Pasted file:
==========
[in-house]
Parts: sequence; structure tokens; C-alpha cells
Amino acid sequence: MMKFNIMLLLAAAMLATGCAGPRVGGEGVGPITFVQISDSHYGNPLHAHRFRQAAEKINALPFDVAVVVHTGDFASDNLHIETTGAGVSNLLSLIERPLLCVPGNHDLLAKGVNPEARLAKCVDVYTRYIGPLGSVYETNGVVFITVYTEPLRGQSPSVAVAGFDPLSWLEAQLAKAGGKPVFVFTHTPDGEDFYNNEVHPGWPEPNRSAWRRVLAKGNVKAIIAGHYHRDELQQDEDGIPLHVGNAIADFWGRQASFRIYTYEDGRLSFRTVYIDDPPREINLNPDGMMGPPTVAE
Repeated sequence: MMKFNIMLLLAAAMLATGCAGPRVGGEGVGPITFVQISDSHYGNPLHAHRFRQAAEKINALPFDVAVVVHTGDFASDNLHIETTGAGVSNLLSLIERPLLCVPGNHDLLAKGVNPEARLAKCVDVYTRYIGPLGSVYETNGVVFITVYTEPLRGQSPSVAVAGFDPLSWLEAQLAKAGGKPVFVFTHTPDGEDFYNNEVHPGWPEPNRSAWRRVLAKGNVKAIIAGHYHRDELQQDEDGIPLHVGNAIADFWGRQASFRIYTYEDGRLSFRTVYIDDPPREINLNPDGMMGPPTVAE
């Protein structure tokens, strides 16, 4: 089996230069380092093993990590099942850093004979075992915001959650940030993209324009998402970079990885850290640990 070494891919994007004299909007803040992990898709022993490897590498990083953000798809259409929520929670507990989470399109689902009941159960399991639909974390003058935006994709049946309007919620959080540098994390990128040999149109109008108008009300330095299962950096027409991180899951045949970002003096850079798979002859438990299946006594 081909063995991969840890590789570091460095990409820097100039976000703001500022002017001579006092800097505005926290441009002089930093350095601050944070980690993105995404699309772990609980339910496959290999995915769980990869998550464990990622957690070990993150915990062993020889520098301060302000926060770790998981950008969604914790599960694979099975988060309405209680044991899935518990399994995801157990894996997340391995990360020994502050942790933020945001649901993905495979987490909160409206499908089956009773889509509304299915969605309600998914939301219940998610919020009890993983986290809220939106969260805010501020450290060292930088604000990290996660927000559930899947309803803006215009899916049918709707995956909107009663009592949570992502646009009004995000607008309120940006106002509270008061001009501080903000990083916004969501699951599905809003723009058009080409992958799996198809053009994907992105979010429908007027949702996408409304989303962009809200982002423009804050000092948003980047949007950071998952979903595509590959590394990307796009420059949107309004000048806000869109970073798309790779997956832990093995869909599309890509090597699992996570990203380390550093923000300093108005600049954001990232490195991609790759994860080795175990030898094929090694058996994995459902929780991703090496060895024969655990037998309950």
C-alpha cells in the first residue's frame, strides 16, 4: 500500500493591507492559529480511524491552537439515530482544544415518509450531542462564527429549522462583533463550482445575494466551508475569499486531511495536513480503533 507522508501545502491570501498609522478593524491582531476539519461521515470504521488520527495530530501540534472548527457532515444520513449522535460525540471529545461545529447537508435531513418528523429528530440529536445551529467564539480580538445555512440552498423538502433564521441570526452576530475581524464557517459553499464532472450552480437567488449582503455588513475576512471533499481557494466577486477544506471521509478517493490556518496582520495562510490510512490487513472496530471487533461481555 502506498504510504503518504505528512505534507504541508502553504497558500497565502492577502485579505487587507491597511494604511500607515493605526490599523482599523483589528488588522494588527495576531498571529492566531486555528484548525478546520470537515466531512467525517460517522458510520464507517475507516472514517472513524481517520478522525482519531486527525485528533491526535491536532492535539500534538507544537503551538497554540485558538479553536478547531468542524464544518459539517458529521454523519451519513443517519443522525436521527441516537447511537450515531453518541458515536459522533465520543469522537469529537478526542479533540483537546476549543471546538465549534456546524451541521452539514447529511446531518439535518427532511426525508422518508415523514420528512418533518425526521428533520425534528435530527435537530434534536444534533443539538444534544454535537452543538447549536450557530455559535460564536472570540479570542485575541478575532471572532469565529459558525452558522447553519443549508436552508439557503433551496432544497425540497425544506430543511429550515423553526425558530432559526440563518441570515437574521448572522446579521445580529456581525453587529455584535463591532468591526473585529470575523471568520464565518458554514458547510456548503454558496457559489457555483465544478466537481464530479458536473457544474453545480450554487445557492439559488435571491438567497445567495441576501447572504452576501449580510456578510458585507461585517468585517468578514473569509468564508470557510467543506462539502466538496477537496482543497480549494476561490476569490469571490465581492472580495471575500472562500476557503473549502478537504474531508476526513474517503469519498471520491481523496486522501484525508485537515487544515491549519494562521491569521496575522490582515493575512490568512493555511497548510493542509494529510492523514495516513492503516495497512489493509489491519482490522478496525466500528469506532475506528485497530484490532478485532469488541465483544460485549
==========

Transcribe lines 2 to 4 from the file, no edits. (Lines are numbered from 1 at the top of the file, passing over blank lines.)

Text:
Parts: sequence; structure tokens; C-alpha cells
Amino acid sequence: MMKFNIMLLLAAAMLATGCAGPRVGGEGVGPITFVQISDSHYGNPLHAHRFRQAAEKINALPFDVAVVVHTGDFASDNLHIETTGAGVSNLLSLIERPLLCVPGNHDLLAKGVNPEARLAKCVDVYTRYIGPLGSVYETNGVVFITVYTEPLRGQSPSVAVAGFDPLSWLEAQLAKAGGKPVFVFTHTPDGEDFYNNEVHPGWPEPNRSAWRRVLAKGNVKAIIAGHYHRDELQQDEDGIPLHVGNAIADFWGRQASFRIYTYEDGRLSFRTVYIDDPPREINLNPDGMMGPPTVAE
Repeated sequence: MMKFNIMLLLAAAMLATGCAGPRVGGEGVGPITFVQISDSHYGNPLHAHRFRQAAEKINALPFDVAVVVHTGDFASDNLHIETTGAGVSNLLSLIERPLLCVPGNHDLLAKGVNPEARLAKCVDVYTRYIGPLGSVYETNGVVFITVYTEPLRGQSPSVAVAGFDPLSWLEAQLAKAGGKPVFVFTHTPDGEDFYNNEVHPGWPEPNRSAWRRVLAKGNVKAIIAGHYHRDELQQDEDGIPLHVGNAIADFWGRQASFRIYTYEDGRLSFRTVYIDDPPREINLNPDGMMGPPTVAE